They who to warmer regions run,
May bless the favour of the sun,
But seek in vain what charms us here,
Life’s picture, varying with the year.
Spring, and her wanton train advance
Like Youth to lead the festive dance,
All, all her scenes are mirth and play,
And blushing blossoms own her sway.
The Summer next (those blossoms blown)
Brings on the fruits that spring had sown,
Thus men advance, impelled by time,
And Nature triumphs in her prime.
Then Autumn crowns the beauteous year,
The groves a sicklier aspect wear;
And mournful she (the lot of all)
Matures her fruits, to make them fall.
Clad in the vestments of a tomb,
Old age is only Winter’s gloom—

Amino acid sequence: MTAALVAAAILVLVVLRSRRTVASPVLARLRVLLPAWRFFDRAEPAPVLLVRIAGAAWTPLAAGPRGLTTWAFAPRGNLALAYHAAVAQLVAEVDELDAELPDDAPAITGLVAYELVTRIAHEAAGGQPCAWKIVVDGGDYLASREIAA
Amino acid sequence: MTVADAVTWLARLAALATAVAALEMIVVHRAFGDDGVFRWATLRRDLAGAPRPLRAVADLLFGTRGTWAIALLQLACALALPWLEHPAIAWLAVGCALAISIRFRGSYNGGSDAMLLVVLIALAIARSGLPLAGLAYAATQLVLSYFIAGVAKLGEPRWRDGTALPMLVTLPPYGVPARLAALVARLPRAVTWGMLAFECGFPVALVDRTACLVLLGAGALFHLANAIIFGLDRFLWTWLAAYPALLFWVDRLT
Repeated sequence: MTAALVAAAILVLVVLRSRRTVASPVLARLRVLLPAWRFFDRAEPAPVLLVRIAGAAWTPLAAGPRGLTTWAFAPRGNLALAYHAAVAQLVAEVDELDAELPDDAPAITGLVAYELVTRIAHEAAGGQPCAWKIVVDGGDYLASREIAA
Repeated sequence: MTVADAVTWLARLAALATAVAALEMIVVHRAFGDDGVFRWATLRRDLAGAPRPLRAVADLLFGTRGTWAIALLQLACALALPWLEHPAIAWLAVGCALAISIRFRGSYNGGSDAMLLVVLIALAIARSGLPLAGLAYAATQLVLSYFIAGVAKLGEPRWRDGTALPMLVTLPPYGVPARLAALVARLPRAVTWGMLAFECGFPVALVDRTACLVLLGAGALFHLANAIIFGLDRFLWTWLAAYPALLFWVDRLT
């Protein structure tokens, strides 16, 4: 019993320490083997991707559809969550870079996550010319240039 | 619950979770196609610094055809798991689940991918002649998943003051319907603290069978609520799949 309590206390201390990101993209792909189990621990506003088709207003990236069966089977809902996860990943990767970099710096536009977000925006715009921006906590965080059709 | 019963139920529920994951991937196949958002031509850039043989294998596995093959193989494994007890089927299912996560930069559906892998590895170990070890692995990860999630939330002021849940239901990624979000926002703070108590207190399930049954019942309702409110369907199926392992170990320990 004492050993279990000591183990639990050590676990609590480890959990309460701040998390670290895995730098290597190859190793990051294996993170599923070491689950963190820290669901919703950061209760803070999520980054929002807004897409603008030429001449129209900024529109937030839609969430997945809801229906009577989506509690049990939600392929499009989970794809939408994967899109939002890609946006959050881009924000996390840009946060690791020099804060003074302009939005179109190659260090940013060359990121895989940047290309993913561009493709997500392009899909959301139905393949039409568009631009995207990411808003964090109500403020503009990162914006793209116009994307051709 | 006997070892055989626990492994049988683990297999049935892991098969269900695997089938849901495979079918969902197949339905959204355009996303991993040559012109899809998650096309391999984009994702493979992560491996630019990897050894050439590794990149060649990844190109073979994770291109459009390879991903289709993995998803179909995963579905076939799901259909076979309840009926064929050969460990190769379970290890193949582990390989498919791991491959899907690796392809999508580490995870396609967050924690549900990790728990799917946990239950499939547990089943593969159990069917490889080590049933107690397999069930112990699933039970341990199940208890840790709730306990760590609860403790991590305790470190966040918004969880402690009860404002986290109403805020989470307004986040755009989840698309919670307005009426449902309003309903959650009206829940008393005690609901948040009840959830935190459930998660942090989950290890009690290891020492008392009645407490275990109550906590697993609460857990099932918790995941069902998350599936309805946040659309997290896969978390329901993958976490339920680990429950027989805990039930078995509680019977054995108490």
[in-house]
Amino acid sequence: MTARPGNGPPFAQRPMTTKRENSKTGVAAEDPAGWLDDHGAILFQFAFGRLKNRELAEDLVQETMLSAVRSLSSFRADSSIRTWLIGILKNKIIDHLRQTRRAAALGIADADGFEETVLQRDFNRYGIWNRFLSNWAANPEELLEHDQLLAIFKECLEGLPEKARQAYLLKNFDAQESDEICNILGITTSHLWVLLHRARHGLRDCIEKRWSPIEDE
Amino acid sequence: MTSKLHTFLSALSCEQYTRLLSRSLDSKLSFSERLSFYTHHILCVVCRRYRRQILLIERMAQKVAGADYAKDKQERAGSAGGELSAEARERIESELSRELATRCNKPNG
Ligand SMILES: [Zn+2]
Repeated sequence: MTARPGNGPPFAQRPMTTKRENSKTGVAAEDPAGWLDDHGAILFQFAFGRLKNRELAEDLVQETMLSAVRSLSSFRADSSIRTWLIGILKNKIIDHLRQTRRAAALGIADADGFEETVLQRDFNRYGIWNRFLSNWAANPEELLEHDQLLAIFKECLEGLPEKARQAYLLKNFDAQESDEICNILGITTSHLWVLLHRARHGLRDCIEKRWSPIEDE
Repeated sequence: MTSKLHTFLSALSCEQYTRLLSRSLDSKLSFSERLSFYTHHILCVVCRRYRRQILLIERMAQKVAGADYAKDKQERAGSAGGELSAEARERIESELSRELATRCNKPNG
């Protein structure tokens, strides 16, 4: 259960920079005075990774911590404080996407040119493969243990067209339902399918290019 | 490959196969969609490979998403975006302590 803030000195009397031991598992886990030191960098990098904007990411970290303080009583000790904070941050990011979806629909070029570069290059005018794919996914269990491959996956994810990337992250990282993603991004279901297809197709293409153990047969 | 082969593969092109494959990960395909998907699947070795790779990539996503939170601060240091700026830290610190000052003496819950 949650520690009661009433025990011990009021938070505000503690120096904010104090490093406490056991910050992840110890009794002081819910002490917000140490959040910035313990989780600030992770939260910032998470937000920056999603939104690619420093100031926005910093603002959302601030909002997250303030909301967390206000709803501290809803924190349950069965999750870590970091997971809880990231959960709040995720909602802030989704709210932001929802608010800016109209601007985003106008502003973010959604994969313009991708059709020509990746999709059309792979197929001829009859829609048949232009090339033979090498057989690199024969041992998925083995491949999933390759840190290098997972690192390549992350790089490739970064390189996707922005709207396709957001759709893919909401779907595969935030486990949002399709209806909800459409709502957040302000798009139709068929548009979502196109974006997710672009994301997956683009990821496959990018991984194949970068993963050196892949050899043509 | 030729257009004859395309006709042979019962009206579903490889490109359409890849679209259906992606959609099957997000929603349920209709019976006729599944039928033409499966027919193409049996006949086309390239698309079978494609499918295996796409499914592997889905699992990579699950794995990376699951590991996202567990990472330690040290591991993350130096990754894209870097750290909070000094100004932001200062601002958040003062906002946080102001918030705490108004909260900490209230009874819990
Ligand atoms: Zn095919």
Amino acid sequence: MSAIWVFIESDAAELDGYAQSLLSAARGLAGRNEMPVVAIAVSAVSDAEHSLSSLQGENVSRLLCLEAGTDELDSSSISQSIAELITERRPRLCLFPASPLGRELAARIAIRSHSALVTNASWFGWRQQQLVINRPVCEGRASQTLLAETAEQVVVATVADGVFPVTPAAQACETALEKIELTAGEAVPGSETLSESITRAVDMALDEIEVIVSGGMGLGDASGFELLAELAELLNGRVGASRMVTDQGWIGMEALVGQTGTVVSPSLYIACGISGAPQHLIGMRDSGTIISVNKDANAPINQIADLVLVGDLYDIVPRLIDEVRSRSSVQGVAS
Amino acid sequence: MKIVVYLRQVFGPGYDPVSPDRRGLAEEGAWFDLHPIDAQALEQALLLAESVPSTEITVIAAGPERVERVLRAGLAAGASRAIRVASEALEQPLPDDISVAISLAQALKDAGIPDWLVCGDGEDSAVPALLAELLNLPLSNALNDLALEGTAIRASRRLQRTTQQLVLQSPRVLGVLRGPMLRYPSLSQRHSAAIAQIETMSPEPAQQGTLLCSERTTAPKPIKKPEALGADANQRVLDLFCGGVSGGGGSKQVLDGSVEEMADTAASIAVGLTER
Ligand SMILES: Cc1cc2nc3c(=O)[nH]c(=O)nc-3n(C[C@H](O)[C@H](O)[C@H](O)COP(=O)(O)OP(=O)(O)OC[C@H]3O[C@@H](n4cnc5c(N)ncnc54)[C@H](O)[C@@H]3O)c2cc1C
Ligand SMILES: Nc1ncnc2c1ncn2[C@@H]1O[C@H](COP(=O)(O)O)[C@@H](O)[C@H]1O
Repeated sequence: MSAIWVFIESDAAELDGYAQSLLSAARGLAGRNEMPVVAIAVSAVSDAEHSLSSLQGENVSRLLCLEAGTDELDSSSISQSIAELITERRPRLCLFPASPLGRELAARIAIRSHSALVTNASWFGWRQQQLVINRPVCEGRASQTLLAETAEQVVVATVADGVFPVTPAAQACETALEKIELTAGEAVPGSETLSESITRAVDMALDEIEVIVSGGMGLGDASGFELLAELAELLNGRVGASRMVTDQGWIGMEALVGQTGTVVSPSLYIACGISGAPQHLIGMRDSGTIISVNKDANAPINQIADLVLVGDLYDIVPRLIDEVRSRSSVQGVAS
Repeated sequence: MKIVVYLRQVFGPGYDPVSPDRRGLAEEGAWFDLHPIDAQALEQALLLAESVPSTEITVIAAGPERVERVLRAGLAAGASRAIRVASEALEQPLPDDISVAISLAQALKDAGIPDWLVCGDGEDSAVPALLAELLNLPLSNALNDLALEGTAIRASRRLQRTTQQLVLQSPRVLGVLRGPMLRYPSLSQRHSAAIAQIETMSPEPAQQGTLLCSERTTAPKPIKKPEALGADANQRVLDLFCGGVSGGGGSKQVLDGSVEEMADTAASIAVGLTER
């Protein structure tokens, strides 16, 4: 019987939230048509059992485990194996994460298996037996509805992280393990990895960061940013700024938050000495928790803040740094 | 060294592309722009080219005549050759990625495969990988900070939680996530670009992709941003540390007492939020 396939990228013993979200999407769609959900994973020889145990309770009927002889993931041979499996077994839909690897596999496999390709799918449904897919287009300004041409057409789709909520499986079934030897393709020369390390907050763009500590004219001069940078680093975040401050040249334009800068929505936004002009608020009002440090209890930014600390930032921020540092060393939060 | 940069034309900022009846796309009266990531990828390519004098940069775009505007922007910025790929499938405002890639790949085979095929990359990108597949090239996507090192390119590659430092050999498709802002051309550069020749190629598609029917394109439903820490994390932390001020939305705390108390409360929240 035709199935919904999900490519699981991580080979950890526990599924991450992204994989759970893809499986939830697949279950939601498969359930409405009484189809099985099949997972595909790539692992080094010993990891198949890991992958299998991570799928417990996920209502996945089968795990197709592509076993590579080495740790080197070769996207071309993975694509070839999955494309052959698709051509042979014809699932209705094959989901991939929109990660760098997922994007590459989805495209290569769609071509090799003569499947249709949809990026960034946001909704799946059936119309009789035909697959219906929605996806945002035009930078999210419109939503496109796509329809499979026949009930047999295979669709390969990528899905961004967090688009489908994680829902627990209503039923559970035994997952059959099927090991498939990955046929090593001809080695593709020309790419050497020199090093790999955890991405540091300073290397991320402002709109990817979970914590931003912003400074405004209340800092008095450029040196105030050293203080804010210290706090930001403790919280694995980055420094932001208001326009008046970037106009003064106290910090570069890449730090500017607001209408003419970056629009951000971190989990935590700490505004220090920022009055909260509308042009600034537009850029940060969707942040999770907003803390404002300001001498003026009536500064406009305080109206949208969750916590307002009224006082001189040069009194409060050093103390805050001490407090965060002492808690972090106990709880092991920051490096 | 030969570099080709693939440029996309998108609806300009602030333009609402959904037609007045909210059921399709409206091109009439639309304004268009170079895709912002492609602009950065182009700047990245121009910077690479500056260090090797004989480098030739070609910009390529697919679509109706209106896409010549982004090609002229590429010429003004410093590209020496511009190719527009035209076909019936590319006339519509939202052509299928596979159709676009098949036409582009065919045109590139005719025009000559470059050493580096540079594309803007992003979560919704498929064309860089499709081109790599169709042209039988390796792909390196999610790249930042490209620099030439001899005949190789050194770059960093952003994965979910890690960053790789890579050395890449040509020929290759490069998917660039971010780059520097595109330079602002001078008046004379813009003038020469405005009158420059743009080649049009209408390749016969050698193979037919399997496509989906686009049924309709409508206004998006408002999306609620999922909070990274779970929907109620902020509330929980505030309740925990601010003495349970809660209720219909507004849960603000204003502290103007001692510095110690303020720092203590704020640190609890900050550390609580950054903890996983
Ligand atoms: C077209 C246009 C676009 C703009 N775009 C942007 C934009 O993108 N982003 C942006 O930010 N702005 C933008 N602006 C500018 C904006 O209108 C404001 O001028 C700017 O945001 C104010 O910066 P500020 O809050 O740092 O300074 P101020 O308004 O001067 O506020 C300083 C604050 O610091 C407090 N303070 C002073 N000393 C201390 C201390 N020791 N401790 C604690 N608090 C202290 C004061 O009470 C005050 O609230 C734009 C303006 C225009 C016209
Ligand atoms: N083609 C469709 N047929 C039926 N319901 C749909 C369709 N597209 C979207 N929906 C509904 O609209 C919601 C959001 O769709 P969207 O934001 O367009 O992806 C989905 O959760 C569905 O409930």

Winter, alas! shall spring restore,
But youth returns to man no more.
First published in Bailey’s Pocket Almanac for 1785.
Oh touch it not that hope so blest
Which cheers the fainting heart,
And points it to the coming rest
Where sorrow has no part.
Tear from heart each worldly prop,
Unbind each earthly string;
But to this blest and glorious hope,
Oh let my spirit cling.
It cheer’d amid the days of old
Each holy patriarch’s breast,
It was an anchor to their souls,
Upon it let me rest.
When wand’ring in the dens and caves,
In goat and sheep skins drest,
Apeel’d and scatter’d people learn’d
To know this hope was blest.
Help me to love this blessed hope;
My heart’s a fragile thing;
Will you not nerve and bear it up
Around this hope to cling.
Help amid this world of strife
To long for Christ to reign,
That when he brings the crown of life
I may that crown obtain.
From Forest Leaves (1846) by Frances Ellen Watkins Harper. This poem is in the public domain.